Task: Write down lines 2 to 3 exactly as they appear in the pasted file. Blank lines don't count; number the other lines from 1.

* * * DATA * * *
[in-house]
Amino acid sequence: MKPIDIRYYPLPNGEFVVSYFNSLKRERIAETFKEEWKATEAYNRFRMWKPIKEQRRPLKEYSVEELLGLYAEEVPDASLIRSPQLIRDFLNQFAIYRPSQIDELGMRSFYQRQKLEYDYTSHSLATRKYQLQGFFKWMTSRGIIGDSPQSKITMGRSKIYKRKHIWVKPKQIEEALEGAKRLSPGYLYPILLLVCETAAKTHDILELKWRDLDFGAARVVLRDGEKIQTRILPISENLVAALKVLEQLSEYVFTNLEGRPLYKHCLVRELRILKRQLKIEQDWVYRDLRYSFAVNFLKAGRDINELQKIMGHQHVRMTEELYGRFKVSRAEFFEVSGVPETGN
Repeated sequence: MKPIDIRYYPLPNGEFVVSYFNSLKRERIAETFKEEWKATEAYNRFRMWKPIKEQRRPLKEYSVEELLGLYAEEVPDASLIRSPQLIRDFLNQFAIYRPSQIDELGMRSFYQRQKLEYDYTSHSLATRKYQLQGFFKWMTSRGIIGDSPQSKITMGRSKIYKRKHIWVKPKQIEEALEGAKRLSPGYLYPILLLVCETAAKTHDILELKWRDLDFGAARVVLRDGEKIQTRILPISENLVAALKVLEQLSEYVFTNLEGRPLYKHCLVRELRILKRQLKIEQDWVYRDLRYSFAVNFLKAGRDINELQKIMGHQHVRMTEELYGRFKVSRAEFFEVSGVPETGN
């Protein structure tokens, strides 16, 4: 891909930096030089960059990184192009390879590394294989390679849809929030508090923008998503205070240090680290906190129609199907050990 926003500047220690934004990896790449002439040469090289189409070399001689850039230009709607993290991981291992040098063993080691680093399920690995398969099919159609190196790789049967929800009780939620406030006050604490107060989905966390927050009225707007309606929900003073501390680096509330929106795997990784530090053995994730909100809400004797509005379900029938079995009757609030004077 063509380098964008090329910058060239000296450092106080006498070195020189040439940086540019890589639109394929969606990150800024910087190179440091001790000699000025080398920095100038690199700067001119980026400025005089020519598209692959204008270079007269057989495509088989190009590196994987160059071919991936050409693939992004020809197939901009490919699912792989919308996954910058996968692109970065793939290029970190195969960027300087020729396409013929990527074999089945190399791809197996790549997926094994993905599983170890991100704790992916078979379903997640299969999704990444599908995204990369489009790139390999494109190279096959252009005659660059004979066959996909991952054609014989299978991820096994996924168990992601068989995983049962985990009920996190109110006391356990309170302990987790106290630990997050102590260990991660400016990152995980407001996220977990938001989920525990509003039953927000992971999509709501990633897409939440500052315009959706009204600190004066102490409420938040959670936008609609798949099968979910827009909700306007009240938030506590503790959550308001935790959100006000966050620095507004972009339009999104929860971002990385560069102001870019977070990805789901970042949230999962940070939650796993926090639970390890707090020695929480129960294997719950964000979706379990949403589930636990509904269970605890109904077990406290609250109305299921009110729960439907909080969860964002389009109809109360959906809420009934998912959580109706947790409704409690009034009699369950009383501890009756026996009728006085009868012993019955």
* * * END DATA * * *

Amino acid sequence: MKPIDIRYYPLPNGEFVVSYFNSLKRERIAETFKEEWKATEAYNRFRMWKPIKEQRRPLKEYSVEELLGLYAEEVPDASLIRSPQLIRDFLNQFAIYRPSQIDELGMRSFYQRQKLEYDYTSHSLATRKYQLQGFFKWMTSRGIIGDSPQSKITMGRSKIYKRKHIWVKPKQIEEALEGAKRLSPGYLYPILLLVCETAAKTHDILELKWRDLDFGAARVVLRDGEKIQTRILPISENLVAALKVLEQLSEYVFTNLEGRPLYKHCLVRELRILKRQLKIEQDWVYRDLRYSFAVNFLKAGRDINELQKIMGHQHVRMTEELYGRFKVSRAEFFEVSGVPETGN
Repeated sequence: MKPIDIRYYPLPNGEFVVSYFNSLKRERIAETFKEEWKATEAYNRFRMWKPIKEQRRPLKEYSVEELLGLYAEEVPDASLIRSPQLIRDFLNQFAIYRPSQIDELGMRSFYQRQKLEYDYTSHSLATRKYQLQGFFKWMTSRGIIGDSPQSKITMGRSKIYKRKHIWVKPKQIEEALEGAKRLSPGYLYPILLLVCETAAKTHDILELKWRDLDFGAARVVLRDGEKIQTRILPISENLVAALKVLEQLSEYVFTNLEGRPLYKHCLVRELRILKRQLKIEQDWVYRDLRYSFAVNFLKAGRDINELQKIMGHQHVRMTEELYGRFKVSRAEFFEVSGVPETGN